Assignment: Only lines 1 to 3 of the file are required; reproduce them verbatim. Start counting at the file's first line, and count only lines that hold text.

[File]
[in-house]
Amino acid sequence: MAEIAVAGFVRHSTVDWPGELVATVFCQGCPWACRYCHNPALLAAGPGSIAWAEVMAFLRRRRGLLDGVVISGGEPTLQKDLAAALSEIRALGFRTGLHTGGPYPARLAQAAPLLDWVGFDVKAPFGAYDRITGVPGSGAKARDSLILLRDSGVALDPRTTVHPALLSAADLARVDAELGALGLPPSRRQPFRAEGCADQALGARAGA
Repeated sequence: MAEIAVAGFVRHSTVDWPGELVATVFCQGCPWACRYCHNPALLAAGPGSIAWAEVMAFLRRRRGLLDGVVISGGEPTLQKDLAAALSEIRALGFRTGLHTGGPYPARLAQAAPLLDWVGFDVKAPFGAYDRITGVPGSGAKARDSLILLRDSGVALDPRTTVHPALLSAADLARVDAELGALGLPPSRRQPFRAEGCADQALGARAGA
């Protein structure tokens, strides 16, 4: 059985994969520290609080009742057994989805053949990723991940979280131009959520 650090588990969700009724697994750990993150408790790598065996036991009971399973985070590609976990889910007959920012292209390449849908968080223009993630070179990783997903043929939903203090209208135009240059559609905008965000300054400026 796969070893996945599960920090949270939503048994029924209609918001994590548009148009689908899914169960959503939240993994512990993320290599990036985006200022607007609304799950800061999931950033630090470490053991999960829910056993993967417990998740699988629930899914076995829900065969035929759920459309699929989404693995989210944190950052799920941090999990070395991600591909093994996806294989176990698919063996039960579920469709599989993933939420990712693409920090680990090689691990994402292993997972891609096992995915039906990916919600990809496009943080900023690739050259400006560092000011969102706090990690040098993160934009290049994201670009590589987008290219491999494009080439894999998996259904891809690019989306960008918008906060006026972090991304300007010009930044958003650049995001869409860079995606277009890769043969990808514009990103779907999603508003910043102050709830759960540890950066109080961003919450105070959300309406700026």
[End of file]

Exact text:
[in-house]
Amino acid sequence: MAEIAVAGFVRHSTVDWPGELVATVFCQGCPWACRYCHNPALLAAGPGSIAWAEVMAFLRRRRGLLDGVVISGGEPTLQKDLAAALSEIRALGFRTGLHTGGPYPARLAQAAPLLDWVGFDVKAPFGAYDRITGVPGSGAKARDSLILLRDSGVALDPRTTVHPALLSAADLARVDAELGALGLPPSRRQPFRAEGCADQALGARAGA
Repeated sequence: MAEIAVAGFVRHSTVDWPGELVATVFCQGCPWACRYCHNPALLAAGPGSIAWAEVMAFLRRRRGLLDGVVISGGEPTLQKDLAAALSEIRALGFRTGLHTGGPYPARLAQAAPLLDWVGFDVKAPFGAYDRITGVPGSGAKARDSLILLRDSGVALDPRTTVHPALLSAADLARVDAELGALGLPPSRRQPFRAEGCADQALGARAGA